Do You Need An Order Of Protection?

2048px-USMC-101026-M-6457M-002IF SOMEONE IS MAKING YOU FEEL SCARED OR UNSAFE, you may be able to get an Order of Protection or ‘OP’ (also called a ‘restraining order’) from a New York State Family Court, Criminal Court or both. The Supreme Court can also issue an OP if you are getting a divorce.

WHAT IS AN ORDER OF PROTECTION? (OP): An OP is a legal document meant to protect you from an abusive person. Only a judge can give an OP. No one else can, not even the police. OPs are free and there is no age requirement to get one.

HOW CAN AN ORDER OF PROTECTION PROTECT YOU? An OP from any court can limit the abusive person’s contact with you. It can order that person to:

Stop harassing, menacing, assaulting, threatening, intimidating, stalking or committing any criminal offense against you. Stay away from you and your child, home, school or workplace. Not contact you by phone e-mail, IM or through another person. Leave your home if the person lives with you.  Attend a batterers’ intervention, anger management or similar program. Pay you for any property damaged by the abusive person.  Comply with other conditions that help you feel safe. If you have a child with the abusive person, a Family Court Order of Protection could also order: The abusive person to stay away from the child, except for court-ordered visitation. It can order supervised visits, temporary custody, and child support. You must ask for each protection in your Order of Protection (OP). The judge will not include them automatically.


In Family Court: To request an OP from Family Court, you and the abusive person must be in a certain type of relationship. You must be:

Current or former dating/intimate partners (regardless of whether there was a sexual relationship). Married or divorced from each other. Parents of the same child. Related by blood or marriage. Only certain crimes or ‘family offenses’ will qualify you for a Family Court OP, such as harassment, assault, stalking, menacing, strangulation and sexual abuse.

In Criminal Court: Anyone who is the victim of a crime can file a report with the police. If the perpetrator is arrested for a crime against you, you may be able to get a Criminal Court OP.


In Family Court: Go to Family Court and file a ‘Family Offense Petition.’ You may receive a Temporary OP that same day. This OP is only enforceable after it is served on the abusive person. The police are legally required to help you serve your OP, but anyone other than you who is 18 or older can serve. It is your responsibility to have the OP served.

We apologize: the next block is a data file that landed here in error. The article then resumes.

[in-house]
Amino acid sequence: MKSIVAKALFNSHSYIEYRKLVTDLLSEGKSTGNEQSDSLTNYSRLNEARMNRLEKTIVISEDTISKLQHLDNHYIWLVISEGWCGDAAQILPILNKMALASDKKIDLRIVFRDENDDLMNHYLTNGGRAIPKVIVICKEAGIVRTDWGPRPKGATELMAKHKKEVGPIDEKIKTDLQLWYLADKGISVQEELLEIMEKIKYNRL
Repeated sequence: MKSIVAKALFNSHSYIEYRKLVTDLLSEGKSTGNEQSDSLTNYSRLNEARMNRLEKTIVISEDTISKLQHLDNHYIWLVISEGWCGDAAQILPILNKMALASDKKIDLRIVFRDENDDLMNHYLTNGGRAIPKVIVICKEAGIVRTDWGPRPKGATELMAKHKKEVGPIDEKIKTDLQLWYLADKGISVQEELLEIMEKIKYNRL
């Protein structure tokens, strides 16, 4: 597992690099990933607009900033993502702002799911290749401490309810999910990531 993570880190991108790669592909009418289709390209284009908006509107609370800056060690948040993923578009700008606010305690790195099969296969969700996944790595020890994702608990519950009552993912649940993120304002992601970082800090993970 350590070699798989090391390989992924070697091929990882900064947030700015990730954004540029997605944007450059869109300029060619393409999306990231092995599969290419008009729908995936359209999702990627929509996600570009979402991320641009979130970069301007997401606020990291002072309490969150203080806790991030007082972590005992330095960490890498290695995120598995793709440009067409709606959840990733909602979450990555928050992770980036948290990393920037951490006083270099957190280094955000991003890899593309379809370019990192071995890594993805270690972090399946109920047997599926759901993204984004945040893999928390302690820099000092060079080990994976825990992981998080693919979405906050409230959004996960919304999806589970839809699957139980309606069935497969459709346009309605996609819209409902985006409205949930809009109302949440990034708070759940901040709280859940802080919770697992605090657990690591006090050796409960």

In Criminal Court: File a complaint at a police precinct, and ask to speak with the Domestic Violence Prevention Officer (DVPO). Once an arrest is made…The Assistant District Attorney (ADA) may bring charges. The ADA represents New York State and is not your lawyer. You should receive a Temporary OP once the abusive person is charged with a crime. You will be asked to sign a statement, or ‘corroborating affidavit,’ describing what happened. You may be asked to testify in court.


Family Court: In Family Court, you make the decisions about whether to drop the case, settle, or go to trial. You have the right to bring or request a lawyer. At a later court date, the judge may issue a Final Order of Protection. It will take more than one court appearance for you to receive a Final OP. It is important that you attend every court appearance.

Criminal Court: The ADA is the only person who can decide whether to drop the case once it has started. You can get Final OP if the abusive person pleads guilty or is found guilty. Even if you do not get an OP from Criminal Court, you may still be able to get one from Family Court.

Family and Criminal Court Order of Protections have the same power to protect you. Most OPs last between 1 and 5 years.


If the abusive person violates either a Family or Criminal Court OP, and you want an arrest to be made, you must call the police. If you have a Family Court OP, you can file a ‘Violation Petition.’ 

Important Tips: Carry a copy of your OP with you at all times and keep one in a safe place. Alert anyone you think should know about the OP including your school, work, or family. Save evidence of violations, including voicemail, texts, e-mails, etc. Call the police or your lawyer at any time there is a violation.

reference source for this post: Day One,, 800.214.4150, Information provided is in accord with the laws of the State of New York. OP procedures may variety in different states. Day One is a New York based agency that offers free legal and social services, educational workshops and information to teens and young adults aged 24 and under who are experiencing intimate partner abuse.

Comments? Welcome. Dr. Thomas Jordan

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Dr. Jordan

Dr. Thomas Jordan is a clinical psychologist, certified interpersonal psychoanalyst, author, professor, and love life researcher.

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